WHOIS Lookups & Enterprise Cybersecurity Policies: A Secure Way to Search for Domain Names
These days, it’s unwise to assume that all websites are safe to access. For this reason, security teams typically advise employees against clicking on any links embedded in an email, especially from an unknown sender. This recommendation may even extend to suspicious search results that appear in search engines.
What’s more, for most companies, visiting websites that are not related to an employee’s work is a violation of established cybersecurity policies and procedures. Most cybersecurity policies include:
- Standard steps for accessing work data and applications remotely
- Rules for encrypting emails
- Instructions on creating and managing passwords
- Rules on using social media
- Guidelines for accessing nonwork-related websites
While this last policy may sound extreme to some, it has become common practice, especially among companies that want to beef up their cybersecurity posture. Their stance is ‘Prevention is better than cure’. And keeping employees from visiting potentially dangerous websites is always safer and more cost-effective than dealing with a ransomware attack or data breach.
Given this policy, though, how can one search for domain names that might help the business gain more customers? In parallel, how can security operation centers (SOCs) investigate suspicious online activities with domain names possibly involved in an attempt or attack? Thankfully, tools such as WHOIS Lookup enable SOCs and businesses in general to do extensive research without violating the cybersecurity policies mentioned above.
Digging Deeper into Incidents Using WHOIS Lookups
In the Eyes of Cybersecurity Experts
When a suspicious email or item in a network log turns up, the first course of action for SOCs is to find out more about the email sender or the domain. Let’s take as an example the email address [email protected][.]org, which attackers have been using to ask recipients for donations on behalf of the World Health Organization (WHO).
The sample email below asks explicitly for donations in the form of digital currencies. It also supposedly comes from the Director-General of WHO.
While the world deals with the difficulties brought about by these unprecedented times, threat actors are taking advantage of the ensuing pandemic. Employees with good intentions may want to donate to such a good cause, so SOCs need to step in. Thus, let’s dig deeper into the domain name used in the email address cited above.
A quick run on WHOIS Lookup reveals the following details:
- The domain name was only registered on March 13, 2020.
- The domain registrant is a certain Wang Ping from Guang Dong in China.
- The registrar is Alibaba Cloud Computing Co.
In contrast, the official domain name of WHO, that is who[.]int, has entirely different details on its WHOIS record.
- The domain name was registered on June 5, 1998.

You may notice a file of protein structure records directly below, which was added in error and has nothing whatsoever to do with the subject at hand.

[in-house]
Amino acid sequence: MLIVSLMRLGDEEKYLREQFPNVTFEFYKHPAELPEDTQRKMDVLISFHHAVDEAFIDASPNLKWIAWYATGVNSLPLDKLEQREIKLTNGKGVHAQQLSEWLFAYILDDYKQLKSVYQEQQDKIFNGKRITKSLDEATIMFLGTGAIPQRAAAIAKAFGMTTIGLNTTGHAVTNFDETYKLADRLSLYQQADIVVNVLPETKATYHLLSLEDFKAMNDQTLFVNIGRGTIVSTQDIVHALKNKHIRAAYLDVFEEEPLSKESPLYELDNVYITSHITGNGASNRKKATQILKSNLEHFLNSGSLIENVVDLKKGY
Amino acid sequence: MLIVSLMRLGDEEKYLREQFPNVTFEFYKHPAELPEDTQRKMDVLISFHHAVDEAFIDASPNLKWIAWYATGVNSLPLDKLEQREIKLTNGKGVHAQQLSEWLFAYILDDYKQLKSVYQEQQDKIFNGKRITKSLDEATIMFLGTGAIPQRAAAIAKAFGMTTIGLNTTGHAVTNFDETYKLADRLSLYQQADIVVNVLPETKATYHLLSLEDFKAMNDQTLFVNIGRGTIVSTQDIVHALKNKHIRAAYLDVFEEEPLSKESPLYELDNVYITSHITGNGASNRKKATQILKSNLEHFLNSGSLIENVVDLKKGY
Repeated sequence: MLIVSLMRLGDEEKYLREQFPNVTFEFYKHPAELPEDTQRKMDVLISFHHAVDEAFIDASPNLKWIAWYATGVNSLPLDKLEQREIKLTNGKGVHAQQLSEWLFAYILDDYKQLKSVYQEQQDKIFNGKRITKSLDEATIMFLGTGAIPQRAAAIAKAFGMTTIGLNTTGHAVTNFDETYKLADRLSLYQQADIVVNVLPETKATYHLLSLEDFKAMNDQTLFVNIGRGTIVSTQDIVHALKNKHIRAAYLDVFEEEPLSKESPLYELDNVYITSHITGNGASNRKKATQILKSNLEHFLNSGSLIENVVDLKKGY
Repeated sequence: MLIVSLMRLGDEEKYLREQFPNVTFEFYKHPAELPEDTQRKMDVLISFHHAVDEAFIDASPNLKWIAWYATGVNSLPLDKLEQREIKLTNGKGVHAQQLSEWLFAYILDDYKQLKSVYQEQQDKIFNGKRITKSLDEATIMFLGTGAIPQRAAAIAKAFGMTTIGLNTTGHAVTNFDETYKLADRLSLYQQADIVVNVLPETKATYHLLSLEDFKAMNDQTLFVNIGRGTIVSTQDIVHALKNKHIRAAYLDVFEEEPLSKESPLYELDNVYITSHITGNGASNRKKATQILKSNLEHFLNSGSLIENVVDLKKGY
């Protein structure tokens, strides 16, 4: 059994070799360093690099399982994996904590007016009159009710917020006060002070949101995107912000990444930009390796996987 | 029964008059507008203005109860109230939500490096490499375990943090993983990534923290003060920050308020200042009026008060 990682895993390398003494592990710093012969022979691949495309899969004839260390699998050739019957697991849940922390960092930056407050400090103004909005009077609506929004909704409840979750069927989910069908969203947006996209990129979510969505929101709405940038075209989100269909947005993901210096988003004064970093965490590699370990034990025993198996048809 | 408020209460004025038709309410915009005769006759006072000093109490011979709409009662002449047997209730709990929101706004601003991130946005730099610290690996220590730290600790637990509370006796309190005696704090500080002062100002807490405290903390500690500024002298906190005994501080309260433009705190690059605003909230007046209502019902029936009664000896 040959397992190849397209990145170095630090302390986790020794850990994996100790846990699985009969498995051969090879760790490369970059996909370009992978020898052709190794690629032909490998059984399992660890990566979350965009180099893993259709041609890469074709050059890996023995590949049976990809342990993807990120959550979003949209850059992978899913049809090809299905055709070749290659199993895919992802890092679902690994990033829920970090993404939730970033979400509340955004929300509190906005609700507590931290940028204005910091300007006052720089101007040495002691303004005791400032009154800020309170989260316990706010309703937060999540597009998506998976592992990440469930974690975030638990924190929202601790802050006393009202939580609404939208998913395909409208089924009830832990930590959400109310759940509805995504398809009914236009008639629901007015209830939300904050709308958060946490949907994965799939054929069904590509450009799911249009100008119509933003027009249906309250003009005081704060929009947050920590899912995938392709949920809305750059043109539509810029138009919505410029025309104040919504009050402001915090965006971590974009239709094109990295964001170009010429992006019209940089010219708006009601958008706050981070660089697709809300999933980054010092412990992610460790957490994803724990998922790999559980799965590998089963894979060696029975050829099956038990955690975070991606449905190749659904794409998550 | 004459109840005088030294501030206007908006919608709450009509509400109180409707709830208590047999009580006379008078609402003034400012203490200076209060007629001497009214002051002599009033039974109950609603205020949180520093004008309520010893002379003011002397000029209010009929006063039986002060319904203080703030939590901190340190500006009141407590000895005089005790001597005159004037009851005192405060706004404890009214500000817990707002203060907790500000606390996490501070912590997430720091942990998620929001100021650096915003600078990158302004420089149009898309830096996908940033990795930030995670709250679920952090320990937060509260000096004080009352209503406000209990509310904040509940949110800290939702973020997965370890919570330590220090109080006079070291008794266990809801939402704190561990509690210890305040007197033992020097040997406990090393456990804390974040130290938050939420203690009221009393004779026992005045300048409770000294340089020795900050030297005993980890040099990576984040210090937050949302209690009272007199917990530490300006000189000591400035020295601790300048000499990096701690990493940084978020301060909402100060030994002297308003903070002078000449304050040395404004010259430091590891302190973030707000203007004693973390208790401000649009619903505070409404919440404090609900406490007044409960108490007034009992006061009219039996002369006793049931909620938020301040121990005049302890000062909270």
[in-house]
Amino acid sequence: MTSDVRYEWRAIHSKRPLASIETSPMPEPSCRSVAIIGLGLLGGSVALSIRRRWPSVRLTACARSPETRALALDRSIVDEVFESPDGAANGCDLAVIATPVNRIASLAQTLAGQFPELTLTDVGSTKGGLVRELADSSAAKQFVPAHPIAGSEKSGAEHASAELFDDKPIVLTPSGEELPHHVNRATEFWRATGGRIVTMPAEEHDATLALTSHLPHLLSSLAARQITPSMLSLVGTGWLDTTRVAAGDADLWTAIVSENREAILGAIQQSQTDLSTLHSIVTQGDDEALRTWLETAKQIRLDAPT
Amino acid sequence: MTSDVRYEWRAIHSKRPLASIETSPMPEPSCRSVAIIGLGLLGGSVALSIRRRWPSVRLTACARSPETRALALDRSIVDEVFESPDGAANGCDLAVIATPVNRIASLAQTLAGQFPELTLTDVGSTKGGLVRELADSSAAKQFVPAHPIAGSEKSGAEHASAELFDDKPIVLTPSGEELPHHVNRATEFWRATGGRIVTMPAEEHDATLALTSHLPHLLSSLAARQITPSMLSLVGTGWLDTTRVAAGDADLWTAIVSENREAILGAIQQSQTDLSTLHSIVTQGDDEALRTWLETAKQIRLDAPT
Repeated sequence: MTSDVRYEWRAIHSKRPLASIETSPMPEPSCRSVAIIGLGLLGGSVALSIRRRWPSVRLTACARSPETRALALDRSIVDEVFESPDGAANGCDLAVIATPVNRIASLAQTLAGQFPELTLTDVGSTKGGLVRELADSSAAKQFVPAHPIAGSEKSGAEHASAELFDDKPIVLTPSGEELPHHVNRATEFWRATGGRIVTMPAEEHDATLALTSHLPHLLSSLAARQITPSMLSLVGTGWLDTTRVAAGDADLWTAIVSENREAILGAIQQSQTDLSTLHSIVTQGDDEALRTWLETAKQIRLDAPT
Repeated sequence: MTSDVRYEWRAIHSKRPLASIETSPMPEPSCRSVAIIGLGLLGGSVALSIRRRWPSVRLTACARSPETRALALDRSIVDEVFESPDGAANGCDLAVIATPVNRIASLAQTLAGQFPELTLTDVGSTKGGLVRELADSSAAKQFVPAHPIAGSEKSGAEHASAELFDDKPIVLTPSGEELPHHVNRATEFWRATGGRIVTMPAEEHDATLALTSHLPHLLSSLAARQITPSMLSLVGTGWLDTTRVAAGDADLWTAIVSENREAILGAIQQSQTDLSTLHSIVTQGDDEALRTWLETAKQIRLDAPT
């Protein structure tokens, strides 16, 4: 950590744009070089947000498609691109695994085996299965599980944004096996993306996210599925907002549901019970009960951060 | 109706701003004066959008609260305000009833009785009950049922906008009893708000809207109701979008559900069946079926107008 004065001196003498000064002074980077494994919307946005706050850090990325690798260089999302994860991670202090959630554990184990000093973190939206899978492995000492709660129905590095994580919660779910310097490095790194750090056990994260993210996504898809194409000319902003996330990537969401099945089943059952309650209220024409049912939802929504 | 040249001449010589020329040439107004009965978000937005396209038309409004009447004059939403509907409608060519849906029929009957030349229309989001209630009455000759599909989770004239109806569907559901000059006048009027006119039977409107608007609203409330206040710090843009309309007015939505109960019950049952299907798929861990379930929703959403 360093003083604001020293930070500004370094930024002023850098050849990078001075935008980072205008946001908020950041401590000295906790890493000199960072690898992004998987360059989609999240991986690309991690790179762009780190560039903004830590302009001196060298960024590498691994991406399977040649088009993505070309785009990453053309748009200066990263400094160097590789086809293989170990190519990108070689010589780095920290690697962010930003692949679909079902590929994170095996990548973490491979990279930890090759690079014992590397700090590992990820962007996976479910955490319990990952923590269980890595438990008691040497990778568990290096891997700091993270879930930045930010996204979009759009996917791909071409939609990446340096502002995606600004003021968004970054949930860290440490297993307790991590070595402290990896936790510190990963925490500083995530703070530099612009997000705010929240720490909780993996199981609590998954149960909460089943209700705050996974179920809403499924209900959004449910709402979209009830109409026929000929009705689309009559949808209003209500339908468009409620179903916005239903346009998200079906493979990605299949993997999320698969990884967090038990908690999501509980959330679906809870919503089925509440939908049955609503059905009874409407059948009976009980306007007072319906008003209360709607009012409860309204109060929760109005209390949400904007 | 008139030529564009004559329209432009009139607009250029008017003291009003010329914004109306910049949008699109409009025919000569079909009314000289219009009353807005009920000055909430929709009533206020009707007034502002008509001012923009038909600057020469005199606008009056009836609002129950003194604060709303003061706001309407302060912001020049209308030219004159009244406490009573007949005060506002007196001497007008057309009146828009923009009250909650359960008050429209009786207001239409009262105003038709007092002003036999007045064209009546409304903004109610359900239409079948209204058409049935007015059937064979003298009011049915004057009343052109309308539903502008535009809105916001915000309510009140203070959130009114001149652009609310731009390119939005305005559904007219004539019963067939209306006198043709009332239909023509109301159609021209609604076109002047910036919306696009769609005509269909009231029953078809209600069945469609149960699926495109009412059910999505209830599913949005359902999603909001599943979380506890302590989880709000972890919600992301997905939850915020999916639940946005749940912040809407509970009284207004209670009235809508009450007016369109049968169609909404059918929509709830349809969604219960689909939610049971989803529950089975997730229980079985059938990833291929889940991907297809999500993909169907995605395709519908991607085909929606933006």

- The domain registrant reflects the address of the WHO headquarters in Geneva, Switzerland.
- The technical and administrative contact name is WHO-IMT-ESS, the IT department of the organization.
One could argue that covid-19responsefund[.]org is new because it was specifically created by WHO in light of the pandemic. But the registrant details don’t match, and that’s quite suspicious. If WHO indeed created the domain, why use a different name and address?
In line with cybersecurity policies, SOCs should block the domain name and the email address to prevent employees from falling victim to this heartless scam. Also, they would do well to educate staff about possible scams and cyberattacks that take advantage of COVID-19 in general.
In fact, the above domain is not the only one of its kind. A quick look at the Typosquatting Data Feed’s file on the day when covid-19responsefund[.]org appeared in the DNS reveals the following list of resembling domain names:
Before Going into Business Ventures
Cybersecurity policies and procedures should not exempt C-suites. Studies show that 34% of executives and business owners have succumbed to phishing emails. IT staff members follow at 25%. Everyone needs to follow the rules.
If executives and employees are interested in a business venture but can’t seem to establish the legitimacy of a potential partner or even suspect phishing activities, they may not want to visit the site immediately. Instead, they can use WHOIS Lookup. If they need more information after learning the domain registrant’s details, they can use Screenshot API to preview what the website looks like. Good design and coherent text could help in dispelling doubts.
Executives and employees can also coordinate with SOCs to ascertain the security of a website they wish to access. They could ask for assistance in running the domain name through the company’s threat intelligence platform and other security systems.
WHOIS Lookup provides a way for SOCs and employees to search for domain names without violating cybersecurity policies. After all, these policies and procedures are in place to protect the company and everyone in it. Exempting a few people could lead to disaster, especially since threat actors are adept at weaponizing domain names.
No one, not even cybersecurity experts, would know for sure if a domain name is a malware host without using the right domain intelligence. As such, it’s always better to err on the side of caution and run domain names you’re interested in through WHOIS Lookup as a first step.